In such deals, called life settlements, an investor buys insurance policies from individuals and pays the premiums until they die, when the investor collects the payout. The arrangement becomes less profitable for the investor the longer the person survives.The division of AIG, Lavastone, hired a life settlement company, Coventry, to buy life insurance policies on its behalf. The AIG unit is suing Coventry because it bought the life insurance policies cheaper than it knew AIG would pay for the policies and then sold the policies to AIG at a mark-up.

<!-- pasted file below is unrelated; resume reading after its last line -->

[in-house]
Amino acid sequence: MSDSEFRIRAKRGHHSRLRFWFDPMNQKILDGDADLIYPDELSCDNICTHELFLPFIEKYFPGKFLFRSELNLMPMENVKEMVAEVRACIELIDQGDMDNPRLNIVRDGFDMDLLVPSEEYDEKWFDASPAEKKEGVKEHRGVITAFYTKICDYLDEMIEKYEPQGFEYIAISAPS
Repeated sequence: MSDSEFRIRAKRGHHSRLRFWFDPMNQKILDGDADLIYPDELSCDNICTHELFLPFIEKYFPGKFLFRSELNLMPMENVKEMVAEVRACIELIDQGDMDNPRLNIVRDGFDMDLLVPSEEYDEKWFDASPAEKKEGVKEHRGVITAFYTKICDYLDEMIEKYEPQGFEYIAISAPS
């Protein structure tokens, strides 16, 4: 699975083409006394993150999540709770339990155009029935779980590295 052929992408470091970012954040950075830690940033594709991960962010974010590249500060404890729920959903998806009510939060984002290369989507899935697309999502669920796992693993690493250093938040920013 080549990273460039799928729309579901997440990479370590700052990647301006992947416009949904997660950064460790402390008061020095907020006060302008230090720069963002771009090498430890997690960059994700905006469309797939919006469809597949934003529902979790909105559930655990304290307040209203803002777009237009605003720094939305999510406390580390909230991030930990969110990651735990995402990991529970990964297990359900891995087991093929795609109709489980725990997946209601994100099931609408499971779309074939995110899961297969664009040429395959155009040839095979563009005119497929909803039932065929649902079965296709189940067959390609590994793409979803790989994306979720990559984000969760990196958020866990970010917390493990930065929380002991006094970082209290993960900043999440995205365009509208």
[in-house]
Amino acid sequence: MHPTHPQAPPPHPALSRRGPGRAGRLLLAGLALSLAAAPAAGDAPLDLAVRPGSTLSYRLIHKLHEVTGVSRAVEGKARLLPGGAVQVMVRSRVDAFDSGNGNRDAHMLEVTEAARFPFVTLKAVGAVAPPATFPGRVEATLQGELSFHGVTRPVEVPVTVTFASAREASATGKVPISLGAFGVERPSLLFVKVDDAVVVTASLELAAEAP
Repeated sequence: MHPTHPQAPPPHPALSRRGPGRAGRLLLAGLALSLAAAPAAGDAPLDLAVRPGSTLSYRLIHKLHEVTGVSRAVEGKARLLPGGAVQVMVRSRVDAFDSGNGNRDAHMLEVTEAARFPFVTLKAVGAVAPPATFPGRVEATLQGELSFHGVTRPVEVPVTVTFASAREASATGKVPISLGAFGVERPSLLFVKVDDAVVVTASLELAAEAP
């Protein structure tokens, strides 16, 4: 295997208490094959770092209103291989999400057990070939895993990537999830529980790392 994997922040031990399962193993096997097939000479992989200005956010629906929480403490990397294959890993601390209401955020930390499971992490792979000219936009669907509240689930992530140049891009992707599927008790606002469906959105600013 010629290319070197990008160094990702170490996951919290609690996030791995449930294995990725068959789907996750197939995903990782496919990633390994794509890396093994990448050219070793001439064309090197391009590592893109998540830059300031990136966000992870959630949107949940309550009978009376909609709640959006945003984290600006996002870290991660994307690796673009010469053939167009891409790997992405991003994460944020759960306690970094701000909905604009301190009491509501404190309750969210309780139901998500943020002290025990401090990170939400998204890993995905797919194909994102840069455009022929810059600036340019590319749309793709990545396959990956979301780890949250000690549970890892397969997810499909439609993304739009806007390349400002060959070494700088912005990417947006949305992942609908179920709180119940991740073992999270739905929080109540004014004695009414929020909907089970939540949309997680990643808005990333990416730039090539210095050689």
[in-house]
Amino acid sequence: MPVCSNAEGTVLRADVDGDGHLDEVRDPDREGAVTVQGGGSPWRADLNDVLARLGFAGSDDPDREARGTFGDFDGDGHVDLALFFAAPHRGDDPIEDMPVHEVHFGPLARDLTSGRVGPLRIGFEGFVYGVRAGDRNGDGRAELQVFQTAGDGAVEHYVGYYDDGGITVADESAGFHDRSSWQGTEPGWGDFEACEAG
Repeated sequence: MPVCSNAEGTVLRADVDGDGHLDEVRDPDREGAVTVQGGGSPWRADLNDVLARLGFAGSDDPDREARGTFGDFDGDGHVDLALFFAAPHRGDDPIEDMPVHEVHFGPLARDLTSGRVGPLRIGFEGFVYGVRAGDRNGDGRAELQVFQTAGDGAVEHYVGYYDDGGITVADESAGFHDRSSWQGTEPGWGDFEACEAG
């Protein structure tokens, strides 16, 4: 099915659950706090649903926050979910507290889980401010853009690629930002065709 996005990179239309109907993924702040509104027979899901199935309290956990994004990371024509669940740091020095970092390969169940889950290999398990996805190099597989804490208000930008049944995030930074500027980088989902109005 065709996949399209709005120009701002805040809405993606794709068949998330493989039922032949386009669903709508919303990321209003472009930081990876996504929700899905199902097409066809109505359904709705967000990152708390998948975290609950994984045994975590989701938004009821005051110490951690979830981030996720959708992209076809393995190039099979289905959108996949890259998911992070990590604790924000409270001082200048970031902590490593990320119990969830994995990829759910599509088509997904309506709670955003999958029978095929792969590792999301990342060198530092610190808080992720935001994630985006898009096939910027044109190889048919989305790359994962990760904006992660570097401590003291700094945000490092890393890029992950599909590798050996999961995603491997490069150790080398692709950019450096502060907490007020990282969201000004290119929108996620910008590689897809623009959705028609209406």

Let's look at this closer: An insurance company, AIG, forms a division to buy life insurance policies cheap so it won't have to pay the full face amount of the insurance policy when the insured person dies. "Let's pay $.20 now so we don't have to pay $1.00 later." AIG had no moral problem buying insurance policies from old or sick people at deep discounts to avoid having to pay the full face value of the insurance, but it gets mad and sues when it found out it paid a deep discount plus a little more. The article didn't state whether Coventry was tasked to buy just AIG policies or could buy any available insurance policies, but I'm sure AIG wanted Coventry to buy AIG policies. Either way, I don't have much sympathy for AIG.
Life settlement is not a pretty business.